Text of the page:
Ankeny 1st Grader Wants a Break!

anger-managment-kidAre we being too rigorous, pushing too much critical thinking, doing too much assessing and testing, not allowing enough time for meaningful learning and limiting play time too much?

I was delivering political campaign signs, and young boy came up to me on his scooter. He curiously asked me, “What are those?” So I took a few minutes to answer his question. At first he didn’t understand, but when I gave an example of electing a President, the light went on. Then he started asking more questions. By the time I finished, I felt like I had given a US History lesson about elections.

I knew he was a younger elementary student, so I asked what grade he’s in and learned that he is in 1st grade. I asked him how he liked 1st grade. This is when his mood changed, and the tone of his voice was less excited than when he was asking questions about campaigns and elections. Instead of looking me in the eye, he started to looking at the ground and pacing back and forth on his scooter. Unprompted, the first thing out of his mouth was, “I wish we had three recesses like we had in kindergarten.” I asked him why, and he said he liked going outside to play. He then went on to say that he didn’t like school because all they did was work, work, work, look at the screen, and take tests. I asked him how many tests (assessments) he had to take and how often. Sadly, this 1st grader said he took at least 1 or 2 tests a day and that he hated it. He stated again multiple times that he wished he had three recesses like he had in kindergarten. I agree!

He said that all they do is read and look at the screen and do worksheets. He complained that he does not get to do anything fun in class. It is all work, work, work. He said again that he only had two recesses but wishes he had three like kindergarten. “All we do is sit in our chairs!” Are we being too rigorous, pushing too much critical thinking, doing too much assessing and testing, not allowing enough time for meaningful learning and limiting play time too much?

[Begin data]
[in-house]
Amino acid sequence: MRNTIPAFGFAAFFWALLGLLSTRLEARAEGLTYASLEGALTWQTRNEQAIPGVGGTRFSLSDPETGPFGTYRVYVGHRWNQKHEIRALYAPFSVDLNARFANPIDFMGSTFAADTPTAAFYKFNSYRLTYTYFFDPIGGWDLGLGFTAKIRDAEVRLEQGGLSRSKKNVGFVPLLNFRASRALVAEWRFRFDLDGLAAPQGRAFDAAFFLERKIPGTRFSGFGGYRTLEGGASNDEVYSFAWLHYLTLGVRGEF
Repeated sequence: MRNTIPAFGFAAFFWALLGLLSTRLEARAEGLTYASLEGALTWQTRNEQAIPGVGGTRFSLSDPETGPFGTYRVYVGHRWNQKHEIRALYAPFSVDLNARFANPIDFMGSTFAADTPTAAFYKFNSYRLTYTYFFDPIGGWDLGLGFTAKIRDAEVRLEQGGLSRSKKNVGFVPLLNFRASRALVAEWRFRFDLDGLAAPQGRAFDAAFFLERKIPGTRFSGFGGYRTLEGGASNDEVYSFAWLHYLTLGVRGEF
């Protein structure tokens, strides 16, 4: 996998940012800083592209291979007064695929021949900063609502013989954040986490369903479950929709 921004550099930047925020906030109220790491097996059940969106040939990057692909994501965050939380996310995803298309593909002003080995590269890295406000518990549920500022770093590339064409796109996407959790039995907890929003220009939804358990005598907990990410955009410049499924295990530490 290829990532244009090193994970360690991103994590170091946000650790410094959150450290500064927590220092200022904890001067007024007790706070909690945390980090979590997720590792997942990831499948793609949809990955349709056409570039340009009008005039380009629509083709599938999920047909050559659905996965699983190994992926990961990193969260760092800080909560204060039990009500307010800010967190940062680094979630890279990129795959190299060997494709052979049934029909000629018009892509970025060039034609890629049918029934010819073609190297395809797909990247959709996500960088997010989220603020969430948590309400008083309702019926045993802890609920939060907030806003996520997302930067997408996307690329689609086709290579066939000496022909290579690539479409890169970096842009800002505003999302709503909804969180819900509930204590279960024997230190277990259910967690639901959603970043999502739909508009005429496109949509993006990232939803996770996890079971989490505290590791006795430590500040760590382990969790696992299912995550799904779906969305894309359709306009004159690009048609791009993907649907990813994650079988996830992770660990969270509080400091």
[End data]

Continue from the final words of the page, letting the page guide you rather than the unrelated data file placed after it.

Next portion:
I have a feeling that this boy will remember our US History lesson better than if he had read it out of a book, done worksheets, and been assessed on what he knows. He was developing learning skills, not testing skills. Our elementary teachers are required to do the latter because of new education reforms. With the focus shifting from the development of learning skills to continuously teaching to the assessments and assessing, they have limited amount of time left for developing skills. I hear all the time from educators and parents that we are over-testing our kids. This was validated by a veteran teacher who is actively speaking out against these education reforms. Upon sharing my story about the 1st grader, she responded: “Jeff, that’s a great depiction of what’s happening.”

When are we going to learn that kids aren’t about test scores? Let’s allow our teachers to teach and use their professional judgment!

Comments

  1. I don’t think we’re teaching too much critical thinking. In fact the anecdotal evidence shows just the opposite. Kids swallow all the political correctness the public school system puts in front of them. The problem is critical thinking has to be taught to the developmental stage of the child. School of Montessori teaches preschoolers critical thinking but they do it through what kids at that age understand- tactile interaction. The kids don’t even know they are forming basic thought processes that will aid them later in life to think critically. As for testing, yes. We are testing to justify to the state and the federal government why they should return our tax money to us in the form of grants and government programs. It’s a horrible form of soft slavery and too many people are passively accepting it.

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